". . . there should be evidence in the record

          that discretion was in fact exercised and the

          basis of that exercise of discretion should

          be set forth."



[fn9]     Id. at 278.



[fn10]    Bastian v. State, supra, n. 1, at 247, 248.



[fn11]    American Bar Association Standards Relating to

          Probation, Section 1.3 (Approved Draft, 1970).



[fn12]    See, e.g., cases cited in footnotes 1-8, supra.



[fn13]    Rosado v. State, supra, n. 4, at 291.



          As recent as this term this threefold test

          was again endorsed by this court.



          See:



          Cunningham v. State,

           76 Wis.2d 277,

          251 N.W.2d 65 (1977).



[fn14]    Ocanas v. State, supra, n. 5, at 185.



[fn15]    The trial judge relied on a finding

          in the presentence report:



          "While fishing with his stepfather along Root

          River, two friends approached Bruce and told

          him they knew where a lady was living who

          they could rob.  Bruce's stepfather told him

          not to go, however, Bruce agreed to meet the

          other two males at about 9:15 the night of

          June 7, 1975. Bruce then went home to get the

          spray, a steel club and gloves and the three

          of them went over to Knapp School playground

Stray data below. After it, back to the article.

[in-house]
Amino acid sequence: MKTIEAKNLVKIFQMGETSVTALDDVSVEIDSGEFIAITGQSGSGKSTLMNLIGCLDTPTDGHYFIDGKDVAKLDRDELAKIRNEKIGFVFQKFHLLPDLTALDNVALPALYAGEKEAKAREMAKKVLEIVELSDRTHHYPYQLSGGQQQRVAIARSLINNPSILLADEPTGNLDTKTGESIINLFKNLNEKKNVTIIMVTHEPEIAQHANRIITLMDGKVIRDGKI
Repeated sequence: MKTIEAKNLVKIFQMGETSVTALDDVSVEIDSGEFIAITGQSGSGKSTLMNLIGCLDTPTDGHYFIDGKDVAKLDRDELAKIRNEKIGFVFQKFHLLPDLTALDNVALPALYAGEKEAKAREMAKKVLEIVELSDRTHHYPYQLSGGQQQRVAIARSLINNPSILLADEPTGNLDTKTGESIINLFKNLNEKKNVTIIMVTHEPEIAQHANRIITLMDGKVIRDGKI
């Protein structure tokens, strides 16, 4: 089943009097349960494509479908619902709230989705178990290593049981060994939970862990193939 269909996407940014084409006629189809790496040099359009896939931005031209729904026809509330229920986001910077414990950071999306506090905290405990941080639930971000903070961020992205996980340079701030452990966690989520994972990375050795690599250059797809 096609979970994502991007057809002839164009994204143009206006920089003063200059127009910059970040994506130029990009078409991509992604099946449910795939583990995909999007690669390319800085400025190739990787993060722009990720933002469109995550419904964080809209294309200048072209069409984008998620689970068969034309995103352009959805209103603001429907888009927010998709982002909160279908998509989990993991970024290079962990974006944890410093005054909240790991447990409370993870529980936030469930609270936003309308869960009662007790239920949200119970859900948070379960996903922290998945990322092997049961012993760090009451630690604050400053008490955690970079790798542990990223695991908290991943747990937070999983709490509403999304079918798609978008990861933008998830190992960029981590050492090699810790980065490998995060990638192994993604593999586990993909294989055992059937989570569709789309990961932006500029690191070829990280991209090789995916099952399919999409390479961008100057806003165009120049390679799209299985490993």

where they sat and smoked marijuana."



[fn16]    The trial judge holding:



          ". . . I don't think society should go on

          trial, as far as Bruce Anderson is concerned,

          whether that hostility should go unbridled,

          without any restriction on him.



          His behavior, his conduct is such, that

          the court feels that he needs a strict,

          structured environment not only for

          himself, but for society."



[fn17]    The trial court concluded:



          "Now it was stated that the victim. . .

          didn't suffer from the spraying of her eyes

          for any long duration, but this was an

          offense involving force.  Society does not

          tolerate it, I don't think anybody should

          tolerate it.  Now here is what is in the

          victim's statement, in the report made to the

          court by the probation department:



          "[Victim] said that she was very shook up by

          the incident and still has had nightmares

          about the involvement.



          Now that is a psychological reaction